Recognizing emotions visually

Body movement tracking

Command and action scenario

Gesture recognition

Command and action scenario

1.6.1.2 Audio HCI

This uses various audio signals to acquire information. They are helpful, unique and trustable. It’s application areas are speaker recognition, musical integration, auditory emotion analysis and Human made noise or sign detections.

1.6.1.3 Sensor HCI

It uses atleast one sensor between user and computer to enable interaction. Examples of sensors are not limited to pen based interaction, joysticks, mouse-keyboard, haptic sensors, taste or smell sensors, pressure sensors and motion tracking sensors.

1.6.2 Multimodal Architecture

It combines multiple modalities. Here modalities refer to communication channels. The channels are sensors for sight ,taste , hear ,smell and touch. Gesture ,speech and gaze are common forms of input models. The examples of multimodal applications are not limited to smart video conferencing, driver monitoring, intelligent games, helping disable people and smart homes.

1.7 Advances in HCI

Ubiquitous Computing and Ambient Intelligence:

It is also known as third way of computing that is interaction among many computers and one person. The evolution is as follows:

  • First way of computing - main frame era - many people one computer.
  • Second way of computing - PC era - one person many computers.

1.8 Overview

The remaining part of this book includes both theoretical material and practical approaches to designing user interfaces. The topics include:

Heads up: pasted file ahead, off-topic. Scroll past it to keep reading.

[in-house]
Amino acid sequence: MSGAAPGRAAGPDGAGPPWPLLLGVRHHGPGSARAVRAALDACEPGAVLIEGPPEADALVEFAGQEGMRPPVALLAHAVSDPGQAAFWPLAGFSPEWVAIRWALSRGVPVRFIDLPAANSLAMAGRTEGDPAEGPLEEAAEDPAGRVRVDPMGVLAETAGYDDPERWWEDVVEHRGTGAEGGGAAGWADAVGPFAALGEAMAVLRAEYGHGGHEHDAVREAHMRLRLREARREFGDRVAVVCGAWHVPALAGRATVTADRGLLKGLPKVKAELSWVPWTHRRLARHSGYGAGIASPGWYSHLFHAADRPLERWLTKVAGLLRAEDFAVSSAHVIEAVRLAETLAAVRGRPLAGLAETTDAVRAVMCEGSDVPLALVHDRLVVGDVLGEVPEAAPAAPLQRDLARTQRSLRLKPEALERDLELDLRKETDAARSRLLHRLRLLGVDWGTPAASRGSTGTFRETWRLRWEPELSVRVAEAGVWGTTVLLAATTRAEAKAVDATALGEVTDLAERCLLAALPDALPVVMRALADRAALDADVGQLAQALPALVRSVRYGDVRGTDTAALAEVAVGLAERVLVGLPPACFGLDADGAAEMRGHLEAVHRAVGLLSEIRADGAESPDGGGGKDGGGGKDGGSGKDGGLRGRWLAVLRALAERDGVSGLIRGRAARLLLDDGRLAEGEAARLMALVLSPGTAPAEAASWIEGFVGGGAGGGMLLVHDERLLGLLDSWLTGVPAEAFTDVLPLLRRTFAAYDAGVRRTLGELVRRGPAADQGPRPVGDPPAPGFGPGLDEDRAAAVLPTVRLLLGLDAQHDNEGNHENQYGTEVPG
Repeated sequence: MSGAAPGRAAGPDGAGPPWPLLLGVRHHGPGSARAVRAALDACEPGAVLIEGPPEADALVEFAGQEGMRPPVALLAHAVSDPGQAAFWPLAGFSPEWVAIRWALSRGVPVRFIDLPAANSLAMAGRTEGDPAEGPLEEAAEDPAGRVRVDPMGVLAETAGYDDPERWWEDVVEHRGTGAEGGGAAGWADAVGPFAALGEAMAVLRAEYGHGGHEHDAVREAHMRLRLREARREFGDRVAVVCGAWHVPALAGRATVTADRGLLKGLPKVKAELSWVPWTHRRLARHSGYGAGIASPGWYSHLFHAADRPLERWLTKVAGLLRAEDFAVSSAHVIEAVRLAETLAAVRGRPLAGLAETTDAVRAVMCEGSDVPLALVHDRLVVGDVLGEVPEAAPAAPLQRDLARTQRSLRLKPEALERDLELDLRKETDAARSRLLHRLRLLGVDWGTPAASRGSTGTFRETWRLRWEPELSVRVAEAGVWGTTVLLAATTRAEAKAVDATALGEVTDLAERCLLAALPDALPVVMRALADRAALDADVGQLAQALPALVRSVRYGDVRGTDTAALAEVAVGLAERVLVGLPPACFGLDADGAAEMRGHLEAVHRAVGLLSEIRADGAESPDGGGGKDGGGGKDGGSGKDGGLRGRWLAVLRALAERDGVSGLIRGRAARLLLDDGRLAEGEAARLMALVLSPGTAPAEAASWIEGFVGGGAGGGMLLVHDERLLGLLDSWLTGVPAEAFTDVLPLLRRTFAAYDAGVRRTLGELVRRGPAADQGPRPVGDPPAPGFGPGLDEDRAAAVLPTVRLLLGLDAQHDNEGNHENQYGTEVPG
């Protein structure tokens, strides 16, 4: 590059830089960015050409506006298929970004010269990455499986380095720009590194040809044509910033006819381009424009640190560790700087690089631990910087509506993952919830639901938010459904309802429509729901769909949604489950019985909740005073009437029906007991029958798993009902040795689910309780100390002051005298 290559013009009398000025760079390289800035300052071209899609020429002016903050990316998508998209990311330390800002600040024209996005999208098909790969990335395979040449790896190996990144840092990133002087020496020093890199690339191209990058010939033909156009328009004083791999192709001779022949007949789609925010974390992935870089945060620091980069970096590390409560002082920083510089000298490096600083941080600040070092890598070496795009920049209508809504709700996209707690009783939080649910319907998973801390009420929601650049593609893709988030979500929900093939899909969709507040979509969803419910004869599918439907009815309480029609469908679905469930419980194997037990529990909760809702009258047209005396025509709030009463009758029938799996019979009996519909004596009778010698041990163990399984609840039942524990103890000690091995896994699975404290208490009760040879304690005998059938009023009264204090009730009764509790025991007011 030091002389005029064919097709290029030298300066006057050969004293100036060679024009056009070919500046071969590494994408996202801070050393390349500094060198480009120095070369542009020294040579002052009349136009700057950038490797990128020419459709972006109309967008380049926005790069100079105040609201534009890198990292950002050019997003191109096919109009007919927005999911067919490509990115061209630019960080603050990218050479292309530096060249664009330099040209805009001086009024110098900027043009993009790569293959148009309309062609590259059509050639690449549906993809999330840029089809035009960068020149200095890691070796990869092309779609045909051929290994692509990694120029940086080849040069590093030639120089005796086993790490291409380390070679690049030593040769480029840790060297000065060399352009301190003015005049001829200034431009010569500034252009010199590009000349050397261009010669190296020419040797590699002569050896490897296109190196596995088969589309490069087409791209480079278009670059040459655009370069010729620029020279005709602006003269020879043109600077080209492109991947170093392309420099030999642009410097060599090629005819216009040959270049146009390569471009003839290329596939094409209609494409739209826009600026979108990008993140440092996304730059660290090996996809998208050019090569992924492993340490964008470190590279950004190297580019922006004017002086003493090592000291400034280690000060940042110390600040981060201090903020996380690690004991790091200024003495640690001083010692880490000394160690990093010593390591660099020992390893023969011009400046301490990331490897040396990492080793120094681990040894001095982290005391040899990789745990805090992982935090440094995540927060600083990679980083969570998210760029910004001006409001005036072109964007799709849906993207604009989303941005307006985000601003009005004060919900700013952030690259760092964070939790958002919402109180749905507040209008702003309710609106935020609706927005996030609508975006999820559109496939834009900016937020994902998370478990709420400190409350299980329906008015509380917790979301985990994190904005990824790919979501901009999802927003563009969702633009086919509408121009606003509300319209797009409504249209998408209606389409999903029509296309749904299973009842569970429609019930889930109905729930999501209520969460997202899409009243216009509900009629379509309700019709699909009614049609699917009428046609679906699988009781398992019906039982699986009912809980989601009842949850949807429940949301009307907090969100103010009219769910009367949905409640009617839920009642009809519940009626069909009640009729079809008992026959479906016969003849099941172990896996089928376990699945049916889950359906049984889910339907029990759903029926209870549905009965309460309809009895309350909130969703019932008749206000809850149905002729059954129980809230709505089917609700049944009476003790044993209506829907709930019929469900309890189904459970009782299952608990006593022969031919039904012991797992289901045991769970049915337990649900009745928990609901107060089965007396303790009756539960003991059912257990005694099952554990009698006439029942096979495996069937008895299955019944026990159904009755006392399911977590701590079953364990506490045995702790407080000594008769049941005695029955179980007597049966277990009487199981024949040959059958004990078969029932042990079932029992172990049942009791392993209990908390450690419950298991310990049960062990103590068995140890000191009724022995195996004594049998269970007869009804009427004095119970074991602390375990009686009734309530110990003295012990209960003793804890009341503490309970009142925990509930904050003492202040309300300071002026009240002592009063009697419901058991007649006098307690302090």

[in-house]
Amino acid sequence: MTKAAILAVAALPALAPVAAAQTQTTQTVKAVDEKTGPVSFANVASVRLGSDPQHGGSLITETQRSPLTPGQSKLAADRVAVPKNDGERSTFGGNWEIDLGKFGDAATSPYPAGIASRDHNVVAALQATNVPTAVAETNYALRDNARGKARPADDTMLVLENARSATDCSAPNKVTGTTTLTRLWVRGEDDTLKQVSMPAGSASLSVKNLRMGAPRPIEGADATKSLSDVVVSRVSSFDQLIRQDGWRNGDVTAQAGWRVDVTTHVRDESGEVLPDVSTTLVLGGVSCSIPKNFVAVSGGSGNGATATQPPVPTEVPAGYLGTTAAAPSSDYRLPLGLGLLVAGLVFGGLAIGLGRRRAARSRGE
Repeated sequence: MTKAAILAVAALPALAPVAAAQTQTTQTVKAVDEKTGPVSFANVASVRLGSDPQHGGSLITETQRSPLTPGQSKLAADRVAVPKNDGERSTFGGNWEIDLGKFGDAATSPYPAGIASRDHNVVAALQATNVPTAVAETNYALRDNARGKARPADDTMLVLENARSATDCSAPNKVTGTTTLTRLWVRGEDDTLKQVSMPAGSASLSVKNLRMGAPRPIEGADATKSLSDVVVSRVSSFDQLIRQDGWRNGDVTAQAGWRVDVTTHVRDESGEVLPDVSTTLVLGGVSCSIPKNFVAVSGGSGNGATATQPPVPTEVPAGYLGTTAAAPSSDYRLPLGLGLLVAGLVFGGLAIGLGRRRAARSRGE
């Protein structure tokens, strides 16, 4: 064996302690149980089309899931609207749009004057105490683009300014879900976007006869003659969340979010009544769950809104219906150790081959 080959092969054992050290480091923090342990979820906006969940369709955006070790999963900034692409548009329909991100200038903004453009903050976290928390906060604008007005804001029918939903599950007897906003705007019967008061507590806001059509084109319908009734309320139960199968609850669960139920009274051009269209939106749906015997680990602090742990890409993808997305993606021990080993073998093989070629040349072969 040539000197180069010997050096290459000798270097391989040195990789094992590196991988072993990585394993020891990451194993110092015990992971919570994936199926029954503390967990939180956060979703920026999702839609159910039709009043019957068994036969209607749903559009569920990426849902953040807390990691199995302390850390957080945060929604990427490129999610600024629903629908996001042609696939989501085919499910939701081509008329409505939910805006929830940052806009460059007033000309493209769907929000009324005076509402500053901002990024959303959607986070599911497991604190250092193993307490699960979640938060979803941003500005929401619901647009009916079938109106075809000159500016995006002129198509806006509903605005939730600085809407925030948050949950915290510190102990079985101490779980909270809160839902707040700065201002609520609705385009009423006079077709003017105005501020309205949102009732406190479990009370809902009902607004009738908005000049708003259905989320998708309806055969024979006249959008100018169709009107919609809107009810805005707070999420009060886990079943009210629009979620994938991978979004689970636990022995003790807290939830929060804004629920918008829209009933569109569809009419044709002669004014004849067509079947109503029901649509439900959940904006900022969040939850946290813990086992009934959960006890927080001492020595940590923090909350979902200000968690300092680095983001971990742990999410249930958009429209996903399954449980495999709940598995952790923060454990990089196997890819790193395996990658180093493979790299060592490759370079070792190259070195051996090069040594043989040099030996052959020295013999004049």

• Usability engineering principles
  • Experimental and prototype cognitive architectures
  • Design of effective spoken dialogue systems
  • Role of recommender [e1]systems in web technologies
  • Advanced visualization techniques based on ontologies
  • Intelligent and adaptive HCI
  • Ubiquitous computing and Ambient Intelligence.

1.9 HCI Sample Exercises

  1. Application of Weber’s Law in the design of Human Interfaces
  1. Weber’s Law
    1. It states that the size of the observable various is a constant proportion (K times) of the actual stimulus value.
    2. Stimulus intensity must be changed with a minimum amount to create a observable difference in sensory experience.
  2. Weber’s Law to user interfaces
    1. Information in a computer can be displayed in various formats such as text, pictures, drawings, maps, graphs, videos etc. This information may be from small to large in size with respect to the following:
      1. Brightness
      2. loudness
      3. line length
      4. visual weight of fonts in typography
      5. color matching

Weber’s law helps to analyze and design the above effectively.

Procedure

Changing Shape – Rectangle Experiment

  1. Design a form with the following :
    1. 6 rectangular blocks -objects with different colour
    2. a stop clock timer -to observe the time value
    3. Start button -to start the event
    4. Text box -to display the time value
    5. Reset button-to restart the experiment
  2. Press “START”button.
  3. Observe all blocks minutely and identify the one that expands in breadth after some time.
  4. Stop timer themoment difference is identified.
  5. Record time.
  6. Repeat steps 2 to 5 and plot graph between'% colour difference'and'number of attempts'.
  7. Repeat same experiment by pressing “RESET” button.

Changing Shape - Circle Experiment

  1. Design a form with the following
    1. six circles-object with colour
    2. a stop clock timer -to observe the time value
    3. Start button -to start the event
    4. Text box -to display the value
    5. Reset button-to restart the experiment
  2. Press“START”button.
  3. Observe all circles minutely and identify the one that expands in radius after some time.
  4. Stop timer themomentarea difference is identified.
  5. Record time and the % noticed difference or the %area difference.
  6. Repeat steps 2 to 5 and plot graph between'% radial difference'Vs'number of attempts'.

ChangingColor - CircleExperiment

  1. Design a form with the following
    1. 6 circles-object with colour